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Vintage_Man2012 1st Nov 2020 5:06 pm

Help required: Cracked case repair
1 Attachment(s)
Hello everyone,

I have decided to repair one of two Kolster Brandes FB10 sets Iíve had on the shelf for a while now. One of them has a rather unsightly crack in the case. The case appears to be made from urea formaldehyde.

Before I go and try and tackle this myself, has anyone got any tips to give the best results?


Boulevardier 1st Nov 2020 5:56 pm

Re: Help required: Cracked case repair
There are a couple of recent threads on the forum about repairing cracked plastic, and suggesting reinforcement of any glue repair using fabric, etc embedded into the glue.

vinrads 2nd Nov 2020 9:19 am

Re: Help required: Cracked case repair
Hi Paul do you intend to paint the case after the repair? Mick.

Lloyd 1985 2nd Nov 2020 10:21 am

Re: Help required: Cracked case repair
First thing to do would be to try and clean as much dirt out of the crack as possible, using IPA and a fairly stiff brush, try and get it as clean as possible, if you can get it all back to white it’ll make the next part go way better! Once clean get some low viscosity superglue, or just the standard Loctite branded stuff, not the gel version, and dribble some into the crack, allow it to overflow just a little. Leave to set overnight, then carefully sand it back with p600 wet and dry paper, maybe even mask off the material around the crack until the glue is nearly flush with the surface. Once flat, polish with Paste polishing no. 5 until the shine comes back. Hopefully you’ll have a near invisible repair that you can get away without painting!


Tractionist 2nd Nov 2020 10:24 am

Re: Help required: Cracked case repair
DavidG4EBT seems to have done a lot of these - I've done three or four too. Whenever the case is in pieces, David tends to reinforce the edges of the segments with tiny pins prior to re-cementing them back together. However, in the instance of your crack (as opposed to a total 'parting of the ways') I'd first clean it up with a drop or two of bleach and/or IPA, and then run some superglue in to it.

However, I would counsel that these cases are nigh impossible to make an invisible repair on. Indeed, even when intact - they seem to yellow and lose their lustre with age. I suspect that they are manufactured out of some form of catalin. In any event, many of us have had to resort to spraying the cabinets with an appropriate paint and colour subsequent to a crack repair.

Hope this helps ....

Tractionist 2nd Nov 2020 10:27 am

Re: Help required: Cracked case repair
P.S. Lloyd and I seem to be on the same wavelength! :thumbsup:

crackle 2nd Nov 2020 10:38 am

Re: Help required: Cracked case repair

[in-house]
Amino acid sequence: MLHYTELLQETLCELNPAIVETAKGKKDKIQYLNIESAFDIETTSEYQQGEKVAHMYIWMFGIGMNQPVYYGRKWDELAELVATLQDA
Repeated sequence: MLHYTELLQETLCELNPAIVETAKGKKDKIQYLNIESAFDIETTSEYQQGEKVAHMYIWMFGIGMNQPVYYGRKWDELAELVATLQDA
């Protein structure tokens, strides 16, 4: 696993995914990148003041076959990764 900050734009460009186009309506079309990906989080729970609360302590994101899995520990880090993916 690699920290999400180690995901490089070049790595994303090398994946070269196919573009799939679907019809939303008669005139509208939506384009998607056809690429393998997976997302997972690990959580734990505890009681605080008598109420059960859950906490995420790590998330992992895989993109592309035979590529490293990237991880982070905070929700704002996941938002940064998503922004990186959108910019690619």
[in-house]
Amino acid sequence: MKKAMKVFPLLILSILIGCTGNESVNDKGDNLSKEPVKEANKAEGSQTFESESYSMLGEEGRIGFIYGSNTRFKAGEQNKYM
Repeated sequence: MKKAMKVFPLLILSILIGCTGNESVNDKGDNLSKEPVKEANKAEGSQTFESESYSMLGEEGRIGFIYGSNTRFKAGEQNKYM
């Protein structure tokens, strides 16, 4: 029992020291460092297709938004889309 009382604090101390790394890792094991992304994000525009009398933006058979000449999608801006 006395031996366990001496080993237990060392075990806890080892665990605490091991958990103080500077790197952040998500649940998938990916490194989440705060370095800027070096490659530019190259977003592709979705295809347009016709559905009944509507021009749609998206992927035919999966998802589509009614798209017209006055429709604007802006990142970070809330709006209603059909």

I have repaired cracks like this before.
First I used a pressure washer to blast the dirt out of the crack, that should help to mask it, leave for a few days to dry out. Be careful with the speaker grill bars they can be delicate. If all the dirt does not come out you could try bleach as suggested but that may change the colour of the catalin as well.
Then I use very thin runny super glue to try to get it to seep into the crack.
Lightly rub down with 1000 grit to remove excess glue and polish with Bakelite polish.
Then if you wish roughen the surface on the inside and glue some reinforcing material over the back of the crack using epoxy glue.


Vintage_Man2012 3rd Nov 2020 5:07 pm

Re: Help required: Cracked case repair
Hi folks,

Thanks for your help, I found David's post on the fantastic job he did on his duck egg blue FB10 and I have taken the decision to opt for a similar approach.

I've glued the crack from the inside of the case and let gravity do the work, then filled the crack and sanded the case.

I'm just waiting on the arrival of some etch primer and then I'll get the case painted, although unlike David's duck egg blue I am going to try and keep the colour as close to the original as possible.


Mr 1936 3rd Nov 2020 5:26 pm

Re: Help required: Cracked case repair
I have been recommended (but haven't yet tried) special low viscosity superglue which is good at wicking into hairline cracks. It's sold for repairing and stabilising fossils, so should be appropriate (for old radios that is, not for me !).

The Philpott 3rd Nov 2020 5:28 pm

Re: Help required: Cracked case repair
If the crack recurs in future consulting someone who repairs plastic car bumpers may help. (I am thinking stop-drilling and reinforcing from the rear)
It doesn't look like it's stressed too much so hopefully this is an end to it.


Lloyd 1985 3rd Nov 2020 6:53 pm

Re: Help required: Cracked case repair

Originally Posted by Mr 1936 (Post 1306742)
I have been recommended (but haven't yet tried) special low viscosity superglue which is good at wicking into hairline cracks. It's sold for repairing and stabilising fossils, so should be appropriate (for old radios that is, not for me !).